1

I get this warning sending mails with php Warning: mail(1) [function.mail]: failed to open stream: Permission denied in /home/...

  • using ssmtp and gmail as smtp
  • PHP 5.3.1
  • nothing in the logs (no errors)
  • the mail gets to destination
  • the permissions of the files are rwxrxrx

Permission denied to what?

Even calling something as simple as

mail("mail@domain.com", "subject", "body");

I still getting this warning

  • Could you post a code snippet, please? At least the call to send_mail(). – jensgram Dec 15 '09 at 10:58
  • Sorry, I forgot to paste the function – The Disintegrator Dec 16 '09 at 18:09
  • I ran into the same issue, and after some discussion on php-general mailing list, a definitive answer was found: news.php.net/php.general/309710 – user522325 Nov 27 '10 at 15:01
9

The problem is that the webserver user is not able to write and/or read the mail log file. For a propper configuration:

1) create the folder and the file for the email logging. For example:

touch /var/log/php5/mail.log

2) set the logging file in php.ini:

mail.log = /var/log/php5/mail.log

3) set the owner and the group for that folder/file in case needed:

check the owner and the group with

ls -la /var/log/php5

in case needed, change the group (change www-data for whatever your web server's group is)

sudo chgrp -R www-data /var/log/php5

in case needed, change the owner (change www-data for whatever your web server's user is)

sudo chown -R www-data /var/log/php5
  • 2
    doing this kind of thing is not the best solution: sudo chmod 777 1 – Packet Tracer Dec 19 '11 at 16:11
  • 1
    Totally agree with Packet's Tracer's comment here. The OP solution is a bad approach. – Darren Felton Aug 25 '13 at 21:41
  • @Meogi +1 both this and accepted answer have bad decision with 777 permission – vladkras Jan 9 '16 at 7:25
0

Does it work if you simplify it?

 $mail_sent = mail('address@domain.com', 'subject', 'message');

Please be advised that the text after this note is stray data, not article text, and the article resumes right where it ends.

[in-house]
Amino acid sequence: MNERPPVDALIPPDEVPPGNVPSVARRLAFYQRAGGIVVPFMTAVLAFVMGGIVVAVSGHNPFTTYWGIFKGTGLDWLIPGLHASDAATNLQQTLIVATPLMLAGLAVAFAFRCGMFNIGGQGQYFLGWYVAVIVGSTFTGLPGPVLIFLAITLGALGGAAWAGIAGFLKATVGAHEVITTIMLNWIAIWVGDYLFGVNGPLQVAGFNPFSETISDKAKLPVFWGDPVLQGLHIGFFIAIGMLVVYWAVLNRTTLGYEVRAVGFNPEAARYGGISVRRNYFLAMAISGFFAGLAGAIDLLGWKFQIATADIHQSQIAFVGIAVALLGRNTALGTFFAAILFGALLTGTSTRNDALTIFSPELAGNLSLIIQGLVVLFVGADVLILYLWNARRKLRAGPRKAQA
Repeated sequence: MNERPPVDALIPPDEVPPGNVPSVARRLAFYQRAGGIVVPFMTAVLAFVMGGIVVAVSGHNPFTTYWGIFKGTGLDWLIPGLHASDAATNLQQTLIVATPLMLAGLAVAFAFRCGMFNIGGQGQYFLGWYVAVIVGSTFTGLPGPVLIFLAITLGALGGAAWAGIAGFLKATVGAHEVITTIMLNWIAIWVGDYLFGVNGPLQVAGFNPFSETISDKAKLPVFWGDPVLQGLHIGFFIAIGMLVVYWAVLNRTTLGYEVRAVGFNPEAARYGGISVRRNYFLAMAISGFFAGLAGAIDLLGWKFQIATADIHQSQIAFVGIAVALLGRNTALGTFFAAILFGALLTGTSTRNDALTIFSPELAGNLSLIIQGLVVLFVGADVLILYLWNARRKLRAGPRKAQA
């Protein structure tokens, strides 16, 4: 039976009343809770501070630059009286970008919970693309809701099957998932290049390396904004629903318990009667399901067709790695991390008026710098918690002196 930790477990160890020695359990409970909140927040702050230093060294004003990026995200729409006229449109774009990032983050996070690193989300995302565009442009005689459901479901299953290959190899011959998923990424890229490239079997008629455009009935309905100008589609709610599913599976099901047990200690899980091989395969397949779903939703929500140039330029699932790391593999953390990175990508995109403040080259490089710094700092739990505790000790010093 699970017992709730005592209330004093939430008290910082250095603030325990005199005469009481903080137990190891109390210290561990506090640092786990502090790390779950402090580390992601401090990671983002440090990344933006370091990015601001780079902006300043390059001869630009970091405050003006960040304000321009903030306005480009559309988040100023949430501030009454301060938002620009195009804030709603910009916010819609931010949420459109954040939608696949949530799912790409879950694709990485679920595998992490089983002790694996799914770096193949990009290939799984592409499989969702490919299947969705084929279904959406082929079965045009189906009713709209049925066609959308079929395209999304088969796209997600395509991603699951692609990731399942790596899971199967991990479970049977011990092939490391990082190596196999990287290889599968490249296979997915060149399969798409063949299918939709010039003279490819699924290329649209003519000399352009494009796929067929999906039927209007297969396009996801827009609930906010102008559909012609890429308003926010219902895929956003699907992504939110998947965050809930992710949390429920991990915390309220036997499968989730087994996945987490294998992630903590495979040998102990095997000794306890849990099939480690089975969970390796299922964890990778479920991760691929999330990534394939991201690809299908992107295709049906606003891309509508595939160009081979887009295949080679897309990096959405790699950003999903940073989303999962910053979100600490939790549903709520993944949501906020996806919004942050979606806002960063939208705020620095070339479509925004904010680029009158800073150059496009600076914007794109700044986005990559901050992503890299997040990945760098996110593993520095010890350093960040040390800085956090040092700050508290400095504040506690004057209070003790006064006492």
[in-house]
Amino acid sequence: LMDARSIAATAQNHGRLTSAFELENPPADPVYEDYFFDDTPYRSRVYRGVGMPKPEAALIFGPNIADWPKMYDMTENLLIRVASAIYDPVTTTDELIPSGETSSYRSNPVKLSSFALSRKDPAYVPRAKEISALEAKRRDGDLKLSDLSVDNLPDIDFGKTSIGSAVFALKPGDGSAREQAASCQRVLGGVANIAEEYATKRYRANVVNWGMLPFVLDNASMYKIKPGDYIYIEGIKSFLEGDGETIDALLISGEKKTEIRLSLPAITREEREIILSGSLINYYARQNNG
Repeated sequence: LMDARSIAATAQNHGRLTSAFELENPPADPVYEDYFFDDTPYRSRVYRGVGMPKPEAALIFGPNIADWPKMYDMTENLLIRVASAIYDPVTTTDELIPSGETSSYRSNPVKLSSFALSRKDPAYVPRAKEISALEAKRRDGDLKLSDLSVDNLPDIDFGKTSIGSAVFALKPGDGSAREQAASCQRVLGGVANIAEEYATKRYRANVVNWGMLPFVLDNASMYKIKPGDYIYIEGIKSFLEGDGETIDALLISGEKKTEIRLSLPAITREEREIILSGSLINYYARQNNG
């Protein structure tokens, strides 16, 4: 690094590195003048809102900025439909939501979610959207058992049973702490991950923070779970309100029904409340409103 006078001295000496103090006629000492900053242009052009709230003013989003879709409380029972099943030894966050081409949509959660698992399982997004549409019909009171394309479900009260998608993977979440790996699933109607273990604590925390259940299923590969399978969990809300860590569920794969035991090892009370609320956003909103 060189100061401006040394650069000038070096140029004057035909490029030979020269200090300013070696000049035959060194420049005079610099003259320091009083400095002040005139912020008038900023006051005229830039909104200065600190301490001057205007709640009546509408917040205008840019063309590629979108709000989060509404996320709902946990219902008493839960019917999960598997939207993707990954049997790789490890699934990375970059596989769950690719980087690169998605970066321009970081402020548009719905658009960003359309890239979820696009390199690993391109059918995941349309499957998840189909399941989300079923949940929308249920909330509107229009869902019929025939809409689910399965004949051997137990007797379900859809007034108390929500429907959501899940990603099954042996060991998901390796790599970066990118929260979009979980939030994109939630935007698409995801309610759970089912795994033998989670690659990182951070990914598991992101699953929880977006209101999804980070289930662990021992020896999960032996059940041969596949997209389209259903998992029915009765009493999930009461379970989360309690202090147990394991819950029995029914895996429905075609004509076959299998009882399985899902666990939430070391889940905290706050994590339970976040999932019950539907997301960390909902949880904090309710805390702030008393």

If it does, then you know that mail works.

After that, I would remove the $eol stuff and see if that fixes it. If not, then I would remove the header block and keep removing stuff until it starts working.

  • well, actually, i get the warning by calling mail alone. That's why i haven't put any source code. I DO get the warning by putting mail('address@domain.com', 'subject', 'message'); The mail works, it gets to destination without problems, but the warning stills there... – The Disintegrator Dec 17 '09 at 4:12
  • What are the permissions on /home/.....? You need at least read. I would try chmod 777, test mail('address@domain.com', 'subject', 'message'); and see if it works. After that work backwards locking it down. Also you may need to grant execute on the parent directory. – easement Dec 17 '09 at 14:08
  • In that case I would just suppress it: @mail('address.... – jensgram Dec 17 '09 at 14:09
  • The warning is there for some reason. I'm not going to simply ignore it. If this serves for something. The mail() call takes up to 2 seconds – The Disintegrator Dec 18 '09 at 6:40
0

It turns out to be a file permissions problems after all. But not in the scripts, but in the directory. I ran a chmod -R 777 * and the warning went of. upon further examination I found a file called 1, and this file contained a log of the sent mails. The warning was php telling me that he was unable to open this file

Solution:

 sudo chmod -R 755 *
 sudo chmod  777 1

F#$%^% cryptic php error messages

  • 3
    This is a bad solution, the proper solution would be something along the lines of Packet Tracer's answer. Changing the file ownership so that the user which apache runs as, is able to write to the file. 777 allows any user to write to the file. – Darren Felton Aug 25 '13 at 21:38
  • If I had root access or I could modify the server's configuration Packet Tracer would be a solution. But that's not the case. – The Disintegrator Feb 12 '14 at 11:33

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